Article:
Home Editor's Pick The £2bn Bitcoin Bust: How a Takeaway Worker Laundered a Fortune

The £2bn Bitcoin Bust: How a Takeaway Worker Laundered a Fortune

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In a landmark case, Jian Wen, a 42-year-old former takeaway worker from Hendon, north London, has been convicted of entering into or becoming concerned in a money laundering arrangement at Southwark Crown Court.

The conviction is linked to the seizure of over 61,000 bitcoins, worth approximately £2bn at the time of the arrest and now valued at around £3.4bn due to the recent resurgence of the cryptocurrency. This seizure is believed to be the largest of its kind in the United Kingdom.

TLDR

Jian Wen, a former takeaway worker, has been convicted of a crime linked to money laundering involving over £2bn worth of Bitcoin.
Wen was involved in converting Bitcoin into assets such as luxury houses and jewellery.
The seizure of over 61,000 bitcoins, worth around £2bn at the time of the arrest and now equivalent to £3.4bn, is believed to be the largest of its kind in the UK.
Wen’s lifestyle changed dramatically, from living above a Chinese restaurant in Leeds to renting a six-bedroom house in north London for over £17,000 per month.
Another suspect thought to be behind the fraud remains at large.

Wen became involved in a criminal racket that converted Bitcoin into assets such as multimillion-pound houses and thousands of pounds’ worth of jewellery.

Her lifestyle underwent a dramatic change, from living above a Chinese restaurant in Leeds to moving into a six-bedroom house in north London with a monthly rent of more than £17,000. She posed as an employee of an international jewellery business and moved her son to the UK to attend a private school.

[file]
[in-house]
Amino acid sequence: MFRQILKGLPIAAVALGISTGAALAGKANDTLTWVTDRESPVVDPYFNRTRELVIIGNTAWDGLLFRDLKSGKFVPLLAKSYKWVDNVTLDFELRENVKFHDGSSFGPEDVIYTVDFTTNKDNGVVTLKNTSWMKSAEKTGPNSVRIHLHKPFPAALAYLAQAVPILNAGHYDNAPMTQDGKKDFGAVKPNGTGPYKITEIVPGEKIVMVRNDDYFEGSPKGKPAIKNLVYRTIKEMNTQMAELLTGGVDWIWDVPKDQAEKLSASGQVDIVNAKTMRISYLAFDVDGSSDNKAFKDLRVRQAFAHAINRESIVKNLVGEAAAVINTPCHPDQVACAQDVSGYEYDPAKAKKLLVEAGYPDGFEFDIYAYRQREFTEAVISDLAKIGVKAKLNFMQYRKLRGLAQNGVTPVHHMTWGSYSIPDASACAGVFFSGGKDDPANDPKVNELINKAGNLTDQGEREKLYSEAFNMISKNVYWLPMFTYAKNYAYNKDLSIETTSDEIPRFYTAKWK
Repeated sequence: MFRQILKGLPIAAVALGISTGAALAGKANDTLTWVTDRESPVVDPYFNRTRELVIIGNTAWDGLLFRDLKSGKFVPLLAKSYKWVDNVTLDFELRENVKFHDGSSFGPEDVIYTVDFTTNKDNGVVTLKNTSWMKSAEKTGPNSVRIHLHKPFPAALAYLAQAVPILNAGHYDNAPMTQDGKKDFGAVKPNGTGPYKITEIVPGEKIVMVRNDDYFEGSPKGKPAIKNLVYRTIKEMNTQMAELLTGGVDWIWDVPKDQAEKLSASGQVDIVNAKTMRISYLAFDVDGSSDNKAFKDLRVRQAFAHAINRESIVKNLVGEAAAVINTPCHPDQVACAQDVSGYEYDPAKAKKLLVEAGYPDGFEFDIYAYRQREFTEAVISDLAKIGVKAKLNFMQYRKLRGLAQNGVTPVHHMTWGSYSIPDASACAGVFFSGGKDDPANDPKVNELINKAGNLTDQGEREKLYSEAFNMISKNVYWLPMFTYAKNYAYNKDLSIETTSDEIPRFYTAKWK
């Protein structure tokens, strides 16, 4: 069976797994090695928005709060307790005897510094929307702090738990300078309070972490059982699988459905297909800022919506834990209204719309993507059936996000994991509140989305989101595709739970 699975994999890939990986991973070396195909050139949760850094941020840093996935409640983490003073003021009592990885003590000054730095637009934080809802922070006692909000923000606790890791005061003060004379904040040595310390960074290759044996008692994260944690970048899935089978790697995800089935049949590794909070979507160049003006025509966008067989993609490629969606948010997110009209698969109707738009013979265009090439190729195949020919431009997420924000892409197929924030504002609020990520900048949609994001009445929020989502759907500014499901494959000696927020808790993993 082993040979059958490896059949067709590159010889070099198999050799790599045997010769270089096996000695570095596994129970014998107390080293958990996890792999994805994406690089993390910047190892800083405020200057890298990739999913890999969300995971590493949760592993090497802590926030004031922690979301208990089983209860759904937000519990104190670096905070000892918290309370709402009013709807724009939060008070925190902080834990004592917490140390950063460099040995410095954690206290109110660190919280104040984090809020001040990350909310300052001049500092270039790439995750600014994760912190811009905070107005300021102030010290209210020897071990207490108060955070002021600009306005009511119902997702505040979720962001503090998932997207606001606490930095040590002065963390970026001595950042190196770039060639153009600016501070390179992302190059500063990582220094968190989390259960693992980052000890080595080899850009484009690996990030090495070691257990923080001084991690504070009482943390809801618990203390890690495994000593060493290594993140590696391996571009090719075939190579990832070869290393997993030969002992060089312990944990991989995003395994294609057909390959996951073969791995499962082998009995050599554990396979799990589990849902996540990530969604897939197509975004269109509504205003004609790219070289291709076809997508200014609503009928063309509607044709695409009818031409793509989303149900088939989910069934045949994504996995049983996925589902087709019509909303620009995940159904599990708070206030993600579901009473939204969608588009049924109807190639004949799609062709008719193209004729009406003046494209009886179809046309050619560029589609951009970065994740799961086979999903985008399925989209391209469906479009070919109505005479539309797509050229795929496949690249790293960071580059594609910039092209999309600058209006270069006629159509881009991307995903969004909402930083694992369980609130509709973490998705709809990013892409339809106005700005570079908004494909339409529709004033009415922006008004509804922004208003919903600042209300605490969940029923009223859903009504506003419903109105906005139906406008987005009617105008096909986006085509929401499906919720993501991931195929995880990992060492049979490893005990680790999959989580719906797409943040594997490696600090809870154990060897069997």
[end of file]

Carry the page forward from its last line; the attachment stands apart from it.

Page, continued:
The property was on the market for £23.5m, Image from Sky News UK.

From autumn 2017, Wen attempted to purchase numerous lavish properties in London but faced difficulties passing money-laundering checks. Her claims of having earned millions through Bitcoin mining were met with skepticism.

Wen also bought jewellery worth tens of thousands of pounds in Zurich and properties in Dubai in 2019. Prosecutors stated that there was no legitimate evidence suggesting how the bitcoins had been acquired and alleged that the funds were linked to an investment fraud in China.

The Metropolitan Police carried out an extensive investigation, searching several addresses, reviewing 48 electronic devices, and examining thousands of digital files, many of which required translation from Mandarin. Detective Chief Superintendent Jason Prins, whose team led the investigation, emphasized the “sheer scale” of the operation, demonstrating how international criminals seek to exploit cryptocurrency for illegal purposes.

The conviction relates to the laundering of 150 bitcoins, worth about £7.5m. Another suspect thought to be behind the fraud remains at large. The Crown Prosecution Service (CPS) has obtained a freezing order from the High Court while it conducts a civil recovery investigation that could lead to the forfeiture of the cryptocurrency.

Chief Crown Prosecutor Andrew Penhale highlighted the increasing use of Bitcoin and other cryptocurrencies by organized criminals to disguise and transfer assets, allowing fraudsters to enjoy the benefits of their criminal conduct.

He emphasized that the CPS will work to ensure, through criminal confiscation and civil proceedings, that the criminal assets remain beyond the fraudsters’ reach.

The post The £2bn Bitcoin Bust: How a Takeaway Worker Laundered a Fortune appeared first on Blockonomi.

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